Last winter was mild here in western Washington, so I predicted a surge in yellowjackets and bald-faced hornets this summer. Sure enough, they are everywhere and I’m bracing for battle. Come autumn, when the wasps are looking for a treat, the honey bee colonies will be prime targets.
Like bumble bee queens, mated yellowjacket and hornet queens find a protected place to overwinter. In a normal year, many don’t make it till spring due to the cold and wet weather. But when the winters are especially mild, the number of surviving queens spikes and wasps appear everywhere.
Last week my dog was barking like an idiot and he wouldn’t come to me, so I began thrashing through the understory myself to discover the problem. I found him with his forepaws on a tree, barking into the leaves. When I looked up into the tree, I was amazed to see a huge yellowjacket nest.
The nest was light gray and egg-shaped, wider at the top, and yellowjackets were walking all over the outside surface. Unfortunately, it was right in the heart of my apiary, about equidistant from all three of my hive stands, and about thirty feet from the ground.
I wanted to get a photo but there were too many leaves for a clear shot. My husband said he would help me trim back some branches later in the week, so I collected the dog and left the ‘jackets alone.
By the time we went back to cut the branches, the nest had been attacked and about half of it was completely gone. Shreds of the gray outer covering where hanging in the lower branches and the wasps were in a frenzy.
In retrospect, I think the dog was barking at whatever was trying to get the wasps. At the time I was perplexed because I didn’t think he would bark at a wasp nest. But something else wanted that nest—a raccoon is my guess—and that was the creature my dog objected to. I hadn’t seen anything else up there, but once I saw the nest I stopped looking for other things, so I could have easily missed it.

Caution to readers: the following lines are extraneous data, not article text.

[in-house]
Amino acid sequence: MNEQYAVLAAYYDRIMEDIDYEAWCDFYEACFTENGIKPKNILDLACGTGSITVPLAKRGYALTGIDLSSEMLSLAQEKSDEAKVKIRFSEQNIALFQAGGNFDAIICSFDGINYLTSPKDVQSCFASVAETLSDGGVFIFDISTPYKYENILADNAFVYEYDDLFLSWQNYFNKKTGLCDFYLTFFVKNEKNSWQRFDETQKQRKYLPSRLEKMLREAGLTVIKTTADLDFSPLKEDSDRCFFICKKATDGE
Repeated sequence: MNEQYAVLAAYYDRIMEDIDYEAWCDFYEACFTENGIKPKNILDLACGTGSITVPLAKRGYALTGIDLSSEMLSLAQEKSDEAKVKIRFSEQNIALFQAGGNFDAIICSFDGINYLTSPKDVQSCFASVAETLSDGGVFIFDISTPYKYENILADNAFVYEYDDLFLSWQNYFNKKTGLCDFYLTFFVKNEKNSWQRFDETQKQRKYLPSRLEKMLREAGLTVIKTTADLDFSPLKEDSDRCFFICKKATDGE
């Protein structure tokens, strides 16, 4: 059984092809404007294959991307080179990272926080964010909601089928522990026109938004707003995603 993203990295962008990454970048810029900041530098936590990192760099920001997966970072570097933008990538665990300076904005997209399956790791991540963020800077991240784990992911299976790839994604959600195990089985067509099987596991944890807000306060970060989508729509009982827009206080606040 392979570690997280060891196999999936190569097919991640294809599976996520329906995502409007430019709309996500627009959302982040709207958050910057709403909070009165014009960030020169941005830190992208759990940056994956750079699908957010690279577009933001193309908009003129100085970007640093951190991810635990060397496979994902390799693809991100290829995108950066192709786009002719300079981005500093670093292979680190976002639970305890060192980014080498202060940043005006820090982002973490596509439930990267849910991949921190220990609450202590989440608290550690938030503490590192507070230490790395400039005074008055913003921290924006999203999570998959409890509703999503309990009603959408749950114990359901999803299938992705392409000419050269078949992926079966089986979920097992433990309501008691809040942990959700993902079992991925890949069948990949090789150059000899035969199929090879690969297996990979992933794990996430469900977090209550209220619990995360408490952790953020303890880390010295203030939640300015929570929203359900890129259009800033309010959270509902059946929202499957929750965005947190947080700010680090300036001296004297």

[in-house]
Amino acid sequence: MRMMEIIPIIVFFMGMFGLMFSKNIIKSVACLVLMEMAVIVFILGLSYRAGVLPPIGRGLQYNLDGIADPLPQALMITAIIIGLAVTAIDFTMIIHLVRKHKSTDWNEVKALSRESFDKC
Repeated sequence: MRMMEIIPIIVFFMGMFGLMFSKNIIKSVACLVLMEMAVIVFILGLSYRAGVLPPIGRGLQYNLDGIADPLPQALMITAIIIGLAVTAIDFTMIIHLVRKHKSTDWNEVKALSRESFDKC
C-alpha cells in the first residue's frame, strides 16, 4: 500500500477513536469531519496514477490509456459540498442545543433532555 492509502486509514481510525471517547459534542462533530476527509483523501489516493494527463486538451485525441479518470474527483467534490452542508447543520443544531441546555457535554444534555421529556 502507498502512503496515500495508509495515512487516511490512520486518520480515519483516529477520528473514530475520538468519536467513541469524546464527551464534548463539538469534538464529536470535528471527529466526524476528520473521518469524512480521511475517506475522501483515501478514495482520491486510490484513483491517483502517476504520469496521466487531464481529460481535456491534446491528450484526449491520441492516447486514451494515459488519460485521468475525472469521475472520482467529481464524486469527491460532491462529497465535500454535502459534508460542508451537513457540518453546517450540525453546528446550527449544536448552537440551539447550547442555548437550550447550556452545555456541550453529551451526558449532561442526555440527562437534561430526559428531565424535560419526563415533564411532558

In the following days I saw many yellowjackets collecting wood fibers. Normally, I only see them harvest fibers in the early spring, but I suspect that in an emergency—such as when someone trashes your home—it is necessary to rebuild. They love weathered unpainted wood, and I often discover them by the sound they make, a scratching or scritching noise as they scrape the wood with their mouthparts. They chew the wood into a paste-like substance which they use to build the nest covering.
I don’t know what will happen to the damaged nest but I suspect that if the queen survived, the colony will repair the nest. I can’t get close enough to the nest to be certain of the species, but I believe it belongs to the common aerial yellowjacket, Dolichovespula arenaria.